There was of course some discussion after the game. This is a perfect information game with no randomness other than the player order determination and I felt the game was OK, but had a feeling that it was too dry; it gave me a bit of a Caylus feel although it should play a lot quicker than that game. Also the rondel is an unnecessary complication and I can't really see the reason why you shouldn't just be able to pick an action. Mike made comments about the game being like a multiplayer solitaire, which I just can't see as there seem to me to be numerous ways to affect your opponents, such as buying buildings you opponents want to fulfil their bonus tile requirements or the reverse of grabbling the bonus tiles they want. In addition, by building a ship at the right time you can damage their ability to trade by making their own ships move down a dock. Steve H demonstrated this in this game. The 2 Steves liked the game although Steve H did agree with me about the rondel.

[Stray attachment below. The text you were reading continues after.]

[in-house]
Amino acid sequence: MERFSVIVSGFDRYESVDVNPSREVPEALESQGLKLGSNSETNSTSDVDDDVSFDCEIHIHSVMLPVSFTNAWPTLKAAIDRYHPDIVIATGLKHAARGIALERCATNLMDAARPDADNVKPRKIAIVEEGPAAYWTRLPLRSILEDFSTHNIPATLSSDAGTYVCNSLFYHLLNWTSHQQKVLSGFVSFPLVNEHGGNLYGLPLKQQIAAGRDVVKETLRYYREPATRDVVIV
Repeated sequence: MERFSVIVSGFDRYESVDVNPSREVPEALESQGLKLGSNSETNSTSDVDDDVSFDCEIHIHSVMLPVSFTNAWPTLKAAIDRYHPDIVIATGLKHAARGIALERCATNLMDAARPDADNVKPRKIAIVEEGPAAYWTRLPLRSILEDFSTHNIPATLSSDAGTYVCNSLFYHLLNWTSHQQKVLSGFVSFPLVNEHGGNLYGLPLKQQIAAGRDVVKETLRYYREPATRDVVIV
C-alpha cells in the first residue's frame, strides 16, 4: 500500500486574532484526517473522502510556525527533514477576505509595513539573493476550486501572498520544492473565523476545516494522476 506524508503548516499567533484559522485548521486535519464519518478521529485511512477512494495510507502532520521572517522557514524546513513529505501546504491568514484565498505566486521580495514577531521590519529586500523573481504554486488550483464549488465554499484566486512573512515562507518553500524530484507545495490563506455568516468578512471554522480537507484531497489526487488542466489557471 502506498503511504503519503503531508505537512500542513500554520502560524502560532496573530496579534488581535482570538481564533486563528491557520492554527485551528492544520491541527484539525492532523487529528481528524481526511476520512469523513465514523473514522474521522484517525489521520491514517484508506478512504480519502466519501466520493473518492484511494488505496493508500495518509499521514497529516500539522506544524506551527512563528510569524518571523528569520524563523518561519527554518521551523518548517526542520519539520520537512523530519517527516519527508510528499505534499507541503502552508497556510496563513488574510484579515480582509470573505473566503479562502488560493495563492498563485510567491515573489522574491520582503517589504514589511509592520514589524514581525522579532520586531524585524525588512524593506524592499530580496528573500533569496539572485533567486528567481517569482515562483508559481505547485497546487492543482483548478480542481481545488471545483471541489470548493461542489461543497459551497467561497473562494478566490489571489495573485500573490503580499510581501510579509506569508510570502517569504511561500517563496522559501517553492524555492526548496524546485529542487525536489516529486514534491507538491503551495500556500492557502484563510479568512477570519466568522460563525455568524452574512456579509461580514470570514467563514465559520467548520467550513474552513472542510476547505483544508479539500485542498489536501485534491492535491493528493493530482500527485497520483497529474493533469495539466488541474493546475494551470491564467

Hamburgum 100 mins
Player
Posn.
Points
Dave D
1
78
Steve P
2
72
Mike
3
69
Steve H
4
57

Dave, Ben and Alec played Colossal Arena and Ave Caesar, scores below
Player
Posn.
Points
Alec
1
12
Ben
2=
11
Dave C
2=
11
Ave Caesar 70 mins
Player
Posn.
Points
Alec
1
16
Ben
2
13
Dave C
3
10
This report delayed due to the excessive time I spent mulling what to say about Hamburgum, which I started to write about 10 days ago.